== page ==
Literature has never been divorced from addressing injustice on the social and political levels, but in the new century, there is a more palpable directness and urgency to represent push-back against state despotism in innovative ways. A “hybrid autobiographical genre” that combines memoir and autobiography with the diurnal form comes to the fore among Egyptian writers who represent the 2011 revolution. 4 The diurnal is utilized as a medium in which political activism is reconciled with private testimonies as occurs in Mona Prince’s Ismī thawra (Revolution is My Name, 2012). 5 The diary form was not prominent among earlier Egyptian autobiographies, a form well-established in previous generations, as Dina Heshmat explains in her 2015 article, “Egyptian Narratives of the 2011 Revolution: Diary as a Medium of Reconciliation with the Political” (68-69). This new writing justifies the turn away from fiction toward a style that is simultaneously personal yet public, honest, quick and direct, bordering on journalism in order to personalize the political and capture the moment of uprising. It is within this context and culture of instantaneous publicity that Cairo finds a voice of its own in 2012 after the Tahrir Revolution was already a year old, belonging instantly to a global readership just as much as it does to a local one. 6 Therefore, Soueif’s privileged positionality and her claim to social responsibility as a writer warrant a closer analysis and interrogation of which voices are accentuated over others, situating the memoir at the interstice of a long tradition of revolutionary Egyptian women’s writing from a feminist, gender-based, and family-oriented perspective.


Egyptian Feminism(s) from Within and Without: A Brief History

The analysis of revolutionary voices represented in Cairo, beginning with Soueif’s own autodiegetic voice, demands that we question the gender politics governing the narrative(s) of popular resistance and the language(s) of tahrir in the text. In order to do so, the text ought to be situated within – or possibly at the verge of – the history of female activism and memoir-writing in Egypt. It is important to note, however, that this historicization belongs to a larger discussion of Arab and Islamic feminisms that still occupies a central area of debate among critics and scholars of Middle Eastern women studies, and lies beyond the methodological scope of this essay.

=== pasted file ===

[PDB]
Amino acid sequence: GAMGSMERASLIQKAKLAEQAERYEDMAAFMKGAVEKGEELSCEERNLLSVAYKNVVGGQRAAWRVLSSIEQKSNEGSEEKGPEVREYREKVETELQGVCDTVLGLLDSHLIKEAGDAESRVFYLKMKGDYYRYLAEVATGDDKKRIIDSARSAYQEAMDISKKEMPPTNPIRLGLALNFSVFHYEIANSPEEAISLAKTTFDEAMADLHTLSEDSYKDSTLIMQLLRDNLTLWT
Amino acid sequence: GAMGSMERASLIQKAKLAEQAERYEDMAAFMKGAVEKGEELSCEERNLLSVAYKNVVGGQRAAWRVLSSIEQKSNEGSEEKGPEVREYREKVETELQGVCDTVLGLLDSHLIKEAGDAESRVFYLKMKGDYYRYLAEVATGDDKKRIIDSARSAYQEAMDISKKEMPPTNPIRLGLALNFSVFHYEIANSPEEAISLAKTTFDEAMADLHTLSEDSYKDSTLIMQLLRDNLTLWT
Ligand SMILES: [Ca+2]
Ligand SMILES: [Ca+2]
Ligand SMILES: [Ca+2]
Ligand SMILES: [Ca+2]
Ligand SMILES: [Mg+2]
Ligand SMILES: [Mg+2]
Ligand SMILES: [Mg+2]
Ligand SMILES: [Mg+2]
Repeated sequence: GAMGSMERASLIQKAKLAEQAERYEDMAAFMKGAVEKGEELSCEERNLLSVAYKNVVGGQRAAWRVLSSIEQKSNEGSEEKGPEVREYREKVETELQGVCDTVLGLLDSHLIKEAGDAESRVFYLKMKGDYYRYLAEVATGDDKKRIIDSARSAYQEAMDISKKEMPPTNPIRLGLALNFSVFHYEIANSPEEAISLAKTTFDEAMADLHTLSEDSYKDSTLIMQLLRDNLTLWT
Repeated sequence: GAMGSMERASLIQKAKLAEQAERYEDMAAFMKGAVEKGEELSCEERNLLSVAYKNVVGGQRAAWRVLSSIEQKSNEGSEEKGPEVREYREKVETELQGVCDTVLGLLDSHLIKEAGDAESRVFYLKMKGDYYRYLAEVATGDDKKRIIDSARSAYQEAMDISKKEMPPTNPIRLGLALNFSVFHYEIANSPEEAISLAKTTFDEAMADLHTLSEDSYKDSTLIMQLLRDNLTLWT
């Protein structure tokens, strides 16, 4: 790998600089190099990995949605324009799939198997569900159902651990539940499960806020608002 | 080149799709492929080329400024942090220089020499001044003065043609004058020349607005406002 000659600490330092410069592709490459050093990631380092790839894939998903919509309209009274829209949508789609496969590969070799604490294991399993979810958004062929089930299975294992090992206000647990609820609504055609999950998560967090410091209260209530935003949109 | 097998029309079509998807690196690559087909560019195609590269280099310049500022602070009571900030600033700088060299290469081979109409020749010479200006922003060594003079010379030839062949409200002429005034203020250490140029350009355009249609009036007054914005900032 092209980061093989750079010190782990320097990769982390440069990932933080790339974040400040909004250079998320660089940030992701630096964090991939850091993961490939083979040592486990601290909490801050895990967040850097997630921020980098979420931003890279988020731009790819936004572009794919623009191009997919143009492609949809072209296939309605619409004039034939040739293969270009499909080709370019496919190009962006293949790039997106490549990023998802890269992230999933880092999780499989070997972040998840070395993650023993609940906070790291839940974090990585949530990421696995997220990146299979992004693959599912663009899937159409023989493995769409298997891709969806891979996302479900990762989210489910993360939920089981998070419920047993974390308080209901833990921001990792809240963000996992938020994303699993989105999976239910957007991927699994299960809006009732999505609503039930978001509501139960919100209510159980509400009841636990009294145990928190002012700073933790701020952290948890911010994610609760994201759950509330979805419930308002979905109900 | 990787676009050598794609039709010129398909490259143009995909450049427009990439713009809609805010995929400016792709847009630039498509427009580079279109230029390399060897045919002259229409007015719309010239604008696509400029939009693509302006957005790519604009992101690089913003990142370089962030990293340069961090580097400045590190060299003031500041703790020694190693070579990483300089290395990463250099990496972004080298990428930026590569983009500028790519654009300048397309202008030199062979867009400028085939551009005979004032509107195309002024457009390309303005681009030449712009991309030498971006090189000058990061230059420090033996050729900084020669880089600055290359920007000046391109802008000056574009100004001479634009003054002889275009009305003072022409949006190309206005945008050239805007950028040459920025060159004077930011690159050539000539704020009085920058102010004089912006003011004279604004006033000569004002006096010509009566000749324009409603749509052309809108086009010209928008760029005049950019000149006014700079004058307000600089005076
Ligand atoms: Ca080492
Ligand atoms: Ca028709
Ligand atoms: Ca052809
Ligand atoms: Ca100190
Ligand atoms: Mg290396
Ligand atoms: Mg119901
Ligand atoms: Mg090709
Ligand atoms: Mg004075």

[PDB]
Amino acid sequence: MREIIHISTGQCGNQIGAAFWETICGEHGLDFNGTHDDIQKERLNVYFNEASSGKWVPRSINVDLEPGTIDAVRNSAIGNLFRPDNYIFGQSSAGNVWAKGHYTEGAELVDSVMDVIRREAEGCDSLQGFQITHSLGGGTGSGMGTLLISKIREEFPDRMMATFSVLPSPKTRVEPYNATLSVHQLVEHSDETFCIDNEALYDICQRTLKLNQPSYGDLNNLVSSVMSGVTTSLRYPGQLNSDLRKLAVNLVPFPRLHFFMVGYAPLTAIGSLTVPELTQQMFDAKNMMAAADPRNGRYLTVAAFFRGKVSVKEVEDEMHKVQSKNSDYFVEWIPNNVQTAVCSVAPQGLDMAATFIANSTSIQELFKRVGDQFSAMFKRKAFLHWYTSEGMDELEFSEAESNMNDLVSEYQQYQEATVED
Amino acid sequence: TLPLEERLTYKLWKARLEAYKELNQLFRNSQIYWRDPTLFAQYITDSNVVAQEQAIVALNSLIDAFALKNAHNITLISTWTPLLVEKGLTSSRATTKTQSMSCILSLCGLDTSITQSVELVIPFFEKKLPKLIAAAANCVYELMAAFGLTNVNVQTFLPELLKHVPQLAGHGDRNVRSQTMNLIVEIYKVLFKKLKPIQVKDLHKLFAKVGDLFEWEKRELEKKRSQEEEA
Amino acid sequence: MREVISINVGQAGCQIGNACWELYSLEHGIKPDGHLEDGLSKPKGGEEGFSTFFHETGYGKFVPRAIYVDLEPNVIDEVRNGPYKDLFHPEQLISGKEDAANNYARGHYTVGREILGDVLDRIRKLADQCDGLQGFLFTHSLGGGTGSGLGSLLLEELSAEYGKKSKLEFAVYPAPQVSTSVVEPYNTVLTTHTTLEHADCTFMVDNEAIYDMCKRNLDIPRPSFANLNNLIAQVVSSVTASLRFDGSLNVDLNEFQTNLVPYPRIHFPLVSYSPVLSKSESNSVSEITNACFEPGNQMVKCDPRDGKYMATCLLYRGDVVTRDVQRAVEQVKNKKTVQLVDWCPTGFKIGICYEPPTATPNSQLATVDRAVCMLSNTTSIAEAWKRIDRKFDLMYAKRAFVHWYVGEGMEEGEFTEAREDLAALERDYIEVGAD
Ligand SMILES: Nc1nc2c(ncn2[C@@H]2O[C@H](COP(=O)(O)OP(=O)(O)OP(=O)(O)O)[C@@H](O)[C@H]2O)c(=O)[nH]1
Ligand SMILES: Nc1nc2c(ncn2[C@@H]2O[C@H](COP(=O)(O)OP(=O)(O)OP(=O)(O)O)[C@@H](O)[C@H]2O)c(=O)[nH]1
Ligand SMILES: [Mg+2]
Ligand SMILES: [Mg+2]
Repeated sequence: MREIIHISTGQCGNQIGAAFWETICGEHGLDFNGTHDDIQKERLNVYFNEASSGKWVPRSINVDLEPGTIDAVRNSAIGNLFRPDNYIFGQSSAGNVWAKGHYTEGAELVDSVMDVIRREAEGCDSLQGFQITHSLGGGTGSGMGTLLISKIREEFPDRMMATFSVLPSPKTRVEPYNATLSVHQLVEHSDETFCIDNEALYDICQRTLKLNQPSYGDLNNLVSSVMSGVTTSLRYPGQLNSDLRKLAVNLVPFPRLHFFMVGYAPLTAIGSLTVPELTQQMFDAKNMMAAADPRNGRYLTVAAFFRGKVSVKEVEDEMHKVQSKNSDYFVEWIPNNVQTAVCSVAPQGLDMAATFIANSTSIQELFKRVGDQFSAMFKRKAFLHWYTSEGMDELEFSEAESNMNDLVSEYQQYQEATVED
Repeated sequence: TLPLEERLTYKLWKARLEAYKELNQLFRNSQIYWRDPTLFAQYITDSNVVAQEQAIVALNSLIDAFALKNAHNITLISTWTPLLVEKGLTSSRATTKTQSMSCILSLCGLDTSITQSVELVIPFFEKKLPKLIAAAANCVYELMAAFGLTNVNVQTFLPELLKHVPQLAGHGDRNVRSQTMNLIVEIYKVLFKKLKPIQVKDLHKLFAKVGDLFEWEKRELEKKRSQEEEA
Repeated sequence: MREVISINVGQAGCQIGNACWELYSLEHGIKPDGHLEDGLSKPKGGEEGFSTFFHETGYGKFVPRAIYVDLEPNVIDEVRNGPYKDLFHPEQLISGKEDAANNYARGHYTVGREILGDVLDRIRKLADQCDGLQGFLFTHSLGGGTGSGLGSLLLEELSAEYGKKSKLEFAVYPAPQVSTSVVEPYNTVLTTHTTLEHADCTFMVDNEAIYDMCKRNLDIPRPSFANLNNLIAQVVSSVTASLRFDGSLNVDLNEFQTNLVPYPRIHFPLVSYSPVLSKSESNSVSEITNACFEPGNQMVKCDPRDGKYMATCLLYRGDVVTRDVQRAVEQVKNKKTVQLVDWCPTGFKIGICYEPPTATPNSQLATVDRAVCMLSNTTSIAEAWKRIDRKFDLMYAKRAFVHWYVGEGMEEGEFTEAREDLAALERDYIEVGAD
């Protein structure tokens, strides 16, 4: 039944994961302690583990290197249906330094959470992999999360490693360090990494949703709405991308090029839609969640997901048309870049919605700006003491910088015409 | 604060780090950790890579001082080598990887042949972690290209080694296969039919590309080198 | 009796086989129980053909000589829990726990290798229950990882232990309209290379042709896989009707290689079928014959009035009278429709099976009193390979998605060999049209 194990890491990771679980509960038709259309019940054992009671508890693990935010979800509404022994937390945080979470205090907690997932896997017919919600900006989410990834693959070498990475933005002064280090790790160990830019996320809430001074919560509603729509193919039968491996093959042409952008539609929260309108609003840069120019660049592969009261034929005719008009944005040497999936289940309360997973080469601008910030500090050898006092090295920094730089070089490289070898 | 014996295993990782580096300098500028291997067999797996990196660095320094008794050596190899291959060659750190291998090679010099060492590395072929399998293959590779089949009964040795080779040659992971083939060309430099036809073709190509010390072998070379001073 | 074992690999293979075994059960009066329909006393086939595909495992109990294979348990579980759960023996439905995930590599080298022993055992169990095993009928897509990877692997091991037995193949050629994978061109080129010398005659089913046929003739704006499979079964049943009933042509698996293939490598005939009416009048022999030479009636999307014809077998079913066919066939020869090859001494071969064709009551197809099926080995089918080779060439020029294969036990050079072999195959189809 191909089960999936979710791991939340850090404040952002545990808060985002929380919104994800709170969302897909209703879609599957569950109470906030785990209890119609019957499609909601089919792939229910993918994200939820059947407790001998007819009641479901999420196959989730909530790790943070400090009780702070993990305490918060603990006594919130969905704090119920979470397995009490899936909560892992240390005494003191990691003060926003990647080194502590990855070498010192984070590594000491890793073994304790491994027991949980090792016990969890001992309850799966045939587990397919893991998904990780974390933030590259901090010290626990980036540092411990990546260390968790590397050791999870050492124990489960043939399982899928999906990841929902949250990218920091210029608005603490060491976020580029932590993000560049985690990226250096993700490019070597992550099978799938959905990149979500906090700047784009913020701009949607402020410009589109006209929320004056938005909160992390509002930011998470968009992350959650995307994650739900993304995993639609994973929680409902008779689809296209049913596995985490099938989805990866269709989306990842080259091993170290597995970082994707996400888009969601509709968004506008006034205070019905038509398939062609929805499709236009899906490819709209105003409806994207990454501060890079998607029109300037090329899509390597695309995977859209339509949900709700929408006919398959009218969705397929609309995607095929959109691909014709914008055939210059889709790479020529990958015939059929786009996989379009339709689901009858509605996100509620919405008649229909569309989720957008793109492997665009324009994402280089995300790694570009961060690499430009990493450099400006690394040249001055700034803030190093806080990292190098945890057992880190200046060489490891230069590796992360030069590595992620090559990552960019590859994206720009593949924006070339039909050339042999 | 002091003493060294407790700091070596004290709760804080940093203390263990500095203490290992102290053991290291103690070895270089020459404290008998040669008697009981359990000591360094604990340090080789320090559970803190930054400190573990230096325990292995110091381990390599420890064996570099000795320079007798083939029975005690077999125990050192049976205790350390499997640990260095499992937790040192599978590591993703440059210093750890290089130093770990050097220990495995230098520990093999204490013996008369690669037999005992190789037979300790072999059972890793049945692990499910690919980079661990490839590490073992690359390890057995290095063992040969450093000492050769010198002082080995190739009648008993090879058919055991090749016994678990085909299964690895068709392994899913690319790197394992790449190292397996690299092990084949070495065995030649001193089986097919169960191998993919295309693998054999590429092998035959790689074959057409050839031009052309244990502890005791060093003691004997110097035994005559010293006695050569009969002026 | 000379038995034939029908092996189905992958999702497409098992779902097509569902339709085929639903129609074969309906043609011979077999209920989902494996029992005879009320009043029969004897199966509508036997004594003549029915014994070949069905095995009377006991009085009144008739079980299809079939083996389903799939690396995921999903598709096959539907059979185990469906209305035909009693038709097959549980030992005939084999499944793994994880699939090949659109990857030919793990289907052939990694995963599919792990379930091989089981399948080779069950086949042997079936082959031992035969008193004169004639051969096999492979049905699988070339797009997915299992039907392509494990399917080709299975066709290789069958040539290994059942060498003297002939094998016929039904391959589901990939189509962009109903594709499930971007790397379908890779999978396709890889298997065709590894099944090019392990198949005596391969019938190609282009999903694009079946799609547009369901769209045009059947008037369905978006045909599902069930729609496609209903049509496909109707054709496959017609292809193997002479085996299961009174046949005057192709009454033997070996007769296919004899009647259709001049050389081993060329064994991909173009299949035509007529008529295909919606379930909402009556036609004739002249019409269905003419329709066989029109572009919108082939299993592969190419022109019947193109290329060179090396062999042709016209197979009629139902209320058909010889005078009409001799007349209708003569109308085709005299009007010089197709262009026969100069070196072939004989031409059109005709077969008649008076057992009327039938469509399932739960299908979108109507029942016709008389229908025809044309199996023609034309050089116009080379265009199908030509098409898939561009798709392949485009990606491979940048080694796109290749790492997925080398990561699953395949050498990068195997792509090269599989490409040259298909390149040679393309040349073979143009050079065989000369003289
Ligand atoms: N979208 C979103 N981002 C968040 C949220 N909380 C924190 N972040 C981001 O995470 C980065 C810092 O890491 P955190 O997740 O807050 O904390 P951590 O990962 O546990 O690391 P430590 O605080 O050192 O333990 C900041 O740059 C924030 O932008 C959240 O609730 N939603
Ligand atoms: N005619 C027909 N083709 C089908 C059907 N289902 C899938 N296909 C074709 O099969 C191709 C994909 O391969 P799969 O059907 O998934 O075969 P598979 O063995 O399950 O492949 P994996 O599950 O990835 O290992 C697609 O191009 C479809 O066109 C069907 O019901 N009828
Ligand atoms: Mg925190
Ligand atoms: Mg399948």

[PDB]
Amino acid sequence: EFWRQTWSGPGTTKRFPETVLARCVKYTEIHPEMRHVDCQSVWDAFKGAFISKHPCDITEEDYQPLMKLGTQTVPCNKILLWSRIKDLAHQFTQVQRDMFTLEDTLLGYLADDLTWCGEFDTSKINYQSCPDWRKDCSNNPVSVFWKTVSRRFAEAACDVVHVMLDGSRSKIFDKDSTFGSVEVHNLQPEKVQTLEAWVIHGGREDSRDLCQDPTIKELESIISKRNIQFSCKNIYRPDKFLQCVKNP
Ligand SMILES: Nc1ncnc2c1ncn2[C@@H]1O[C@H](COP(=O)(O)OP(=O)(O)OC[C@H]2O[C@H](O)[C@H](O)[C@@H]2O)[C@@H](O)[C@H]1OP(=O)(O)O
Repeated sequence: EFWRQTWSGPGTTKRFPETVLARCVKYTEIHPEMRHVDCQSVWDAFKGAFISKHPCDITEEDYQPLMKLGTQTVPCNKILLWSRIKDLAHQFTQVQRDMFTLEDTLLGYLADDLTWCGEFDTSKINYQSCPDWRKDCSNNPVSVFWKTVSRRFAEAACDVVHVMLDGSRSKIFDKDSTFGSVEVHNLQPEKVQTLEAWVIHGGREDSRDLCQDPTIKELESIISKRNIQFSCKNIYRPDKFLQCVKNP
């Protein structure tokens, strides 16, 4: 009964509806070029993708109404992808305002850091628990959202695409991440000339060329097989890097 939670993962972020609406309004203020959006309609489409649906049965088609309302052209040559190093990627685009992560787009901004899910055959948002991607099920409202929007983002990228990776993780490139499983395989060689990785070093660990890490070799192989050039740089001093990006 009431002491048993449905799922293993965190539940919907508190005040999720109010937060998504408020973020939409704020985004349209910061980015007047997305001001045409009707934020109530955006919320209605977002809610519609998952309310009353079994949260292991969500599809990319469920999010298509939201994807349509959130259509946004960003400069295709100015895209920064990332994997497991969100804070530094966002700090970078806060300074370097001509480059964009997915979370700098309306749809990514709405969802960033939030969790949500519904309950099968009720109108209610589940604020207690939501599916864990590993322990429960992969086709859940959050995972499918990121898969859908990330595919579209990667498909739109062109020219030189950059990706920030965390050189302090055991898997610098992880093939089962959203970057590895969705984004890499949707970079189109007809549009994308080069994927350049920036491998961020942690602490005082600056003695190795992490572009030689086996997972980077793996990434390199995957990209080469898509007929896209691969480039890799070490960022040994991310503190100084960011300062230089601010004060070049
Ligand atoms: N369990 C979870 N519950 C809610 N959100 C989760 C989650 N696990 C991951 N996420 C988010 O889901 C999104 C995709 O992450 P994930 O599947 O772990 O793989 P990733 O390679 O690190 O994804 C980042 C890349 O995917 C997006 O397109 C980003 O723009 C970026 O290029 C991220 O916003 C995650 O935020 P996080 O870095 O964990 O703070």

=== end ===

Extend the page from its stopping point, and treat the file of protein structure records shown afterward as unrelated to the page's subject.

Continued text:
In her article entitled “Arab Feminisms” (2010), Anastasia Valassopoulos identifies several tendencies of reading and understanding the waves of feminist thought and ideological discourse in the Arab and Islamic worlds based on the historical, political, economic, cultural, and religious factors that have influenced their shapes, especially in light of the 1990s wave of Islamic fundamentalism. 7 Despite their problematic orientalizing framework of application, there still remain several postcolonial readings of Arab and Islamic feminisms, especially among Western scholars of the Middle East, that over-emphasize the historical, economic, and political roles played by colonialism and posit Islamic feminism as a reactionary alternative to Western-informed models of modernity in the region (Valassopoulos 206-7). Similarly, in The Postcolonial Arabic Novel: Debating Ambivalence (2003), Muhsin al-Musawi situates feminist politics and poetics in the “Arab world” at large within postcolonial theory because of the common arches of confrontation with patriarchy, the search for a legitimating origin or ancestry, and the manipulation of circumstances to establish identity as resistance to colonial contamination (221). On the one hand, this understanding of Arab and Islamic feminism homogenizes women’s experiences among different Islamic cultures in the region. It does not account for dissenting Islamic visions and ideologies among women, which are products of political and economic considerations specific to each nation. On the other hand, it disregards other forms and expressions of Arab feminism that exist outside an interpretive Islamic framework. A third approach, which manifests itself in the case of the Cairo memoir, stresses the “significance of listening to [women’s] popular voice[s] in the Arab world for what [they] might teach us” as opposed to focusing exclusively on the voices of intellectual women in the Arab world and the diaspora (209). While Valassopoulos views different forms of visual media (film, television, and social media networks) as platforms that represent popular women’s voices, my analysis focuses instead on textual representations of women in light of Egypt’s 2011 revolution. Closely reading women’s voices in Soueif’s memoir in relation to their social classes, age groups, intellectual levels, and religious backgrounds reveals that “there are multiple voices clamoring for recognition” and that Egyptian feminism is far from monolithic (Valassopoulos 209). 8 This, in turn, calls for a brief excursion on the waves of Egyptian feminism in order to cultivate a more nuanced approach to the upcoming reading of popular women’s voices in Cairo.